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Kelvin Harrison JrKelvin Harrison Jr waveswaves Sterling K BrownSterling K Brown Taylor RussellTaylor Russell Trey Edward ShultsTrey Edward Shults teenagersteenagers sexsex violenceviolence youthyouth drugsdrugs Harmony KorineHarmony Korine floridaflorida



‘…a sprawling but tightly conceived film that… successfully finds its own intense voice…’

“I will not be taken down, I am a new machine!’ says aspiring athlete Tyler Williams (Kelvin Harrison Jr) in this brutal yet lyrical drama from Trey Edward Shults for the A24 imprint. The writer/director’s follow-up to It Comes At Night is not typical of the A24 label, a sprawling but tightly conceived film that has lineage to Robert Redford’s Ordinary People or even the witness/victim dynamic of Amores Perros, but successfully finds its own intense voice. A curious broken-backed structure to the narrative makes it a tricky one to review, but spoilers should not be required to gain appreciation.

Waves deals with family life; Tyler is a young man with a big future, and he’s a big name on his school wrestling team. But Tyler gets bad news when he finds out he has a potentially life-changing sports injury, and simultaneously finds out that his girlfriend has missed her period. Tyler’s father (Sterling K Brown) and sister Emily (Taylor Russell) try to reach out to him, but drink, drugs, peer-pressure and depression all take a toll until a moment of violence turns their lives apart and sends Tyler’s life in a different direction. a key visual motif frames Tyler looking in mirrors; the reflection never seems to match up, indicating the disconnect between how the teen sees himself and how he is.

Waves takes place amongst the well-monied set of South Florida, and although Tyler and his family appear well-off, it’s clear that they’ve had to fight for what they have. That resilience makes a difference in the film’s final act, but until then, there’s a powerful willingness to dance with the darkness of Tyler’s rage which gives it the feel of a suburban Full Metal Jacket. Brown and Harrison are both compelling as father and son out of sync, while Russell deserves her Independent Spirit nomination in a difficult role. Waves features fluent, nimble camerawork, wild, striking, hallucinogenic visuals, and also a score with Trent Reznor’s broken-fridge fingerprints all over it; the whole film pulses with light and noise.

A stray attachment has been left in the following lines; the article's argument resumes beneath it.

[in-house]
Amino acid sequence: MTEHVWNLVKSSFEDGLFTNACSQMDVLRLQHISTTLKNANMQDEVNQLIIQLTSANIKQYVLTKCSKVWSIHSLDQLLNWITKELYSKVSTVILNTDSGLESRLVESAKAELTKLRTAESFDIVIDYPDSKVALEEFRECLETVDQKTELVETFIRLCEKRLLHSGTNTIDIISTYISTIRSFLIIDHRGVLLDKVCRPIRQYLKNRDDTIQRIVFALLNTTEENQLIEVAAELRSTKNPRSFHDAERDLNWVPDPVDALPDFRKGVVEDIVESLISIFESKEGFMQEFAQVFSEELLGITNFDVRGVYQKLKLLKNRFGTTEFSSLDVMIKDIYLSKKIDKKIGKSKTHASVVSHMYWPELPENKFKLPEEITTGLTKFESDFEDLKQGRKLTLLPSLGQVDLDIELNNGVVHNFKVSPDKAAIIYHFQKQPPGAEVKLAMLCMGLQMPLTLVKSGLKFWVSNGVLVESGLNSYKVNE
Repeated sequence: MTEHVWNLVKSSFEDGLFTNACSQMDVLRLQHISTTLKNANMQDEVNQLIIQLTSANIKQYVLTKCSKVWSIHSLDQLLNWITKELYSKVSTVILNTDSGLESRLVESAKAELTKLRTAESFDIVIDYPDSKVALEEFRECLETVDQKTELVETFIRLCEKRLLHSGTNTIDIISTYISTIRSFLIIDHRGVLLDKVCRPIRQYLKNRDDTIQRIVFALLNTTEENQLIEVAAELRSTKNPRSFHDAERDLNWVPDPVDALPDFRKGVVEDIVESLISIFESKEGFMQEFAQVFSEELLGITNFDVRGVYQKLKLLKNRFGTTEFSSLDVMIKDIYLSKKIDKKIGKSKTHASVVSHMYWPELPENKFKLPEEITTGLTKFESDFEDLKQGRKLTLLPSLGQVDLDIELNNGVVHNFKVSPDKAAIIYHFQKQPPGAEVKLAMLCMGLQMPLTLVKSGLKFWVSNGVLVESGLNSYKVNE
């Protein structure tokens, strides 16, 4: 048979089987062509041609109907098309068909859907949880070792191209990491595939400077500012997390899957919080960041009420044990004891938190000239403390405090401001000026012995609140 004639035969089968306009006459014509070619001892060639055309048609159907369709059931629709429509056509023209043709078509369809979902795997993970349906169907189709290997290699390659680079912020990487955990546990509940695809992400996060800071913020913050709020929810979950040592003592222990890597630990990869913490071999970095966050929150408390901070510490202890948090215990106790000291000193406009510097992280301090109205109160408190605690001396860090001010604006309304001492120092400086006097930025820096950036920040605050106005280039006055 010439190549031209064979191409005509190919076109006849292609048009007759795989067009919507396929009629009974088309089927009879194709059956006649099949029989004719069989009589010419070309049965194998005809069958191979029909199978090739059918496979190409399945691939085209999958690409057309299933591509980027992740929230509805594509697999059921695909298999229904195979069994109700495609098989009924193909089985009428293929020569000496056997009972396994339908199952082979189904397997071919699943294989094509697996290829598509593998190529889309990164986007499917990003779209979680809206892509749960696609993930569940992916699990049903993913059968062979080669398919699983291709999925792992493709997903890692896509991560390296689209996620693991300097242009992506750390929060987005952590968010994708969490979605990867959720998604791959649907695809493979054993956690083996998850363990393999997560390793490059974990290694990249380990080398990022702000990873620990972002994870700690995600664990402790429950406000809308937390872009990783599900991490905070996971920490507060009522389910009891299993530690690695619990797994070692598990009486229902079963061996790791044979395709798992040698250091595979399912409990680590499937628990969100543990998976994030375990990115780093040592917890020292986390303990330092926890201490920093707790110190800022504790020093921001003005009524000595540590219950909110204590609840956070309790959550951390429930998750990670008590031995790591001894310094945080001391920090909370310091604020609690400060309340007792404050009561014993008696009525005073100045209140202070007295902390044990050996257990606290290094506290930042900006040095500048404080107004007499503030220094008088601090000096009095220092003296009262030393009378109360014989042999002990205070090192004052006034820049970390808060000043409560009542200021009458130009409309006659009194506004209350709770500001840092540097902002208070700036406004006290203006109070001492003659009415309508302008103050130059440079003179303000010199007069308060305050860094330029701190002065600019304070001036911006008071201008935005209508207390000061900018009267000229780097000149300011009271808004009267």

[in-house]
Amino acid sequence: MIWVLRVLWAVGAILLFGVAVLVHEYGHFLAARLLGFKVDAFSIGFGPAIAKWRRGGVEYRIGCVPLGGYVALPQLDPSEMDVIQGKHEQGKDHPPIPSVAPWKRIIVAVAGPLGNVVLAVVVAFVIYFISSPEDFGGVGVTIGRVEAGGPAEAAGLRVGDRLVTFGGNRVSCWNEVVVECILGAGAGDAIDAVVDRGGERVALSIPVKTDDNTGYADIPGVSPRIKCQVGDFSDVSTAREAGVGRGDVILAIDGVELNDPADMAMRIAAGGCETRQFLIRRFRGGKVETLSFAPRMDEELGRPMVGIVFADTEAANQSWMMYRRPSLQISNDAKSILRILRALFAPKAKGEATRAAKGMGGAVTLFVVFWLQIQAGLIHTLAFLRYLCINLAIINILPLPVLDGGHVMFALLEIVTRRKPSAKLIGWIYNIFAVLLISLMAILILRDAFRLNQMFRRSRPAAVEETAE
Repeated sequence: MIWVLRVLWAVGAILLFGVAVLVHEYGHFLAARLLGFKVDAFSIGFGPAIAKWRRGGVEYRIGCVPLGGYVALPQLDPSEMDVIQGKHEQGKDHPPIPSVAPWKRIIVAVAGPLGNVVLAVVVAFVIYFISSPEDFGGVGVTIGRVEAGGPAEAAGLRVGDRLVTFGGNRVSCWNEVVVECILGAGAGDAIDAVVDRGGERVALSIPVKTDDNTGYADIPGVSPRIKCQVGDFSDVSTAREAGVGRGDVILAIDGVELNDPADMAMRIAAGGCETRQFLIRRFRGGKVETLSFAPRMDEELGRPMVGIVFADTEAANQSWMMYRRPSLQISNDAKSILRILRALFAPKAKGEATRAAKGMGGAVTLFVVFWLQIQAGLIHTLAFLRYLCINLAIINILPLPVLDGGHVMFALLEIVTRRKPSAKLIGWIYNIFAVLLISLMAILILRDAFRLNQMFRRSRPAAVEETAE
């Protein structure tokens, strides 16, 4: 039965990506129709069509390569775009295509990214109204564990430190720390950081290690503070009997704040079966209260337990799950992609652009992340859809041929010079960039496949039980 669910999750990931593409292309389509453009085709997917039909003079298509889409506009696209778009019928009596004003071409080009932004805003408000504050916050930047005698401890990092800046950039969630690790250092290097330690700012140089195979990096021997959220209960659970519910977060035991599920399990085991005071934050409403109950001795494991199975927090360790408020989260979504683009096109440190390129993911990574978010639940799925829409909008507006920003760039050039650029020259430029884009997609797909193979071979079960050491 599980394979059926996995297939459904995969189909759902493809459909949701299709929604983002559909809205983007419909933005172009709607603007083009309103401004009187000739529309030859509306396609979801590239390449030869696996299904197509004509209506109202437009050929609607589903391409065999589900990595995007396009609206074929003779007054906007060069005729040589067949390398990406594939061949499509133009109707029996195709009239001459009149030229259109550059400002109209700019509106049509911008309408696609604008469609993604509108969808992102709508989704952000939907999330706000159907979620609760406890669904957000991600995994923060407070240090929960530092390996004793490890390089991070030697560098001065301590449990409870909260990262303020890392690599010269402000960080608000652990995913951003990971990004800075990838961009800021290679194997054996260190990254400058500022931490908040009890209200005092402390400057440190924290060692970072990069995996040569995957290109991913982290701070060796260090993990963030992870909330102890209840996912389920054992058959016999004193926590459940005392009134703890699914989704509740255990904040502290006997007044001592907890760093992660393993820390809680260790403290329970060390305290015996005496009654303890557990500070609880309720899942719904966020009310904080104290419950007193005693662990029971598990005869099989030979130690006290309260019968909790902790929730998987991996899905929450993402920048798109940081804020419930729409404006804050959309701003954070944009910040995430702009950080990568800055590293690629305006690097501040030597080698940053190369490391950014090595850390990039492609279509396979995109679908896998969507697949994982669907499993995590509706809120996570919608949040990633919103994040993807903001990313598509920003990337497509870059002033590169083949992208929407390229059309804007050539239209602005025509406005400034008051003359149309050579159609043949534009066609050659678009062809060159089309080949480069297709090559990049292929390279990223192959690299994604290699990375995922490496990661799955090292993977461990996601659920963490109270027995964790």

A white man’s view of black family life is a hard sell in 2019/20, and Waves seems to have fallen between two stools as a potential awards darling. But despite the presence of the permanently shaggy Harmony Korine, Shults pulls off a film that is anything but a quirky indie, but a pumped-up evocation of modern life as a living hell. That Waves travels further than that, and attempts to look at what happens after the chickens come home to roost, is admirable, and even if awards voters didn’t fancy it, the Beale Street crowd really should give Waves a look.


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  1. I really wanted to like this, but it didn’t quite work for me. I felt it dragged, and the soundtrack began to grate. But more fundamentally I never felt empathy for Tyler. Though I could see he was burdened by a pressure to succeed, from himself and his father, I just saw him as angry, resentful and thuggish long before the defining violent scene, and the film seemed to reinforce a damaging stereotype which I found uncomfortable. That said, I was impressed by the bold bipartite structure, almost like watching two different films. Taylor Russell was very good. And the cinematography was lovely.

    • I can see the weaknesses; for unknown reasons, I was carried along by this and felt empathy with the young man’s pressure-cooker existence. I feel that the kind of pressure put on scholarship athletes as children is an unwarranted societal force, and, like you, was not surprised when things turned violent. I’d rather the last part was just a coda, but I think that’s because of the involvement I felt initially. A promising work, at least.

      • I agree the pressure is cruel and very unfair, and there was a message that because he was black he felt he had to do twice as well. Interesting what you said about a coda. I liked the second part, but it felt a little inconsequential by comparison I think because the first part was so intense. I didn’t know about the film’s structure before I watched it, so I thought it was just a coda and was initially confused when it went on for so long. Quite bold for them to do that. As you suggest, it’ll be interesting to see what the director does next.

        • That final third does make a difference; an inevitable dash of pretension. Even while I feel it doesn’t quite chime, it elevated the piece somehow. We’ll know from the director’s next film if this all flatters to decieve ….

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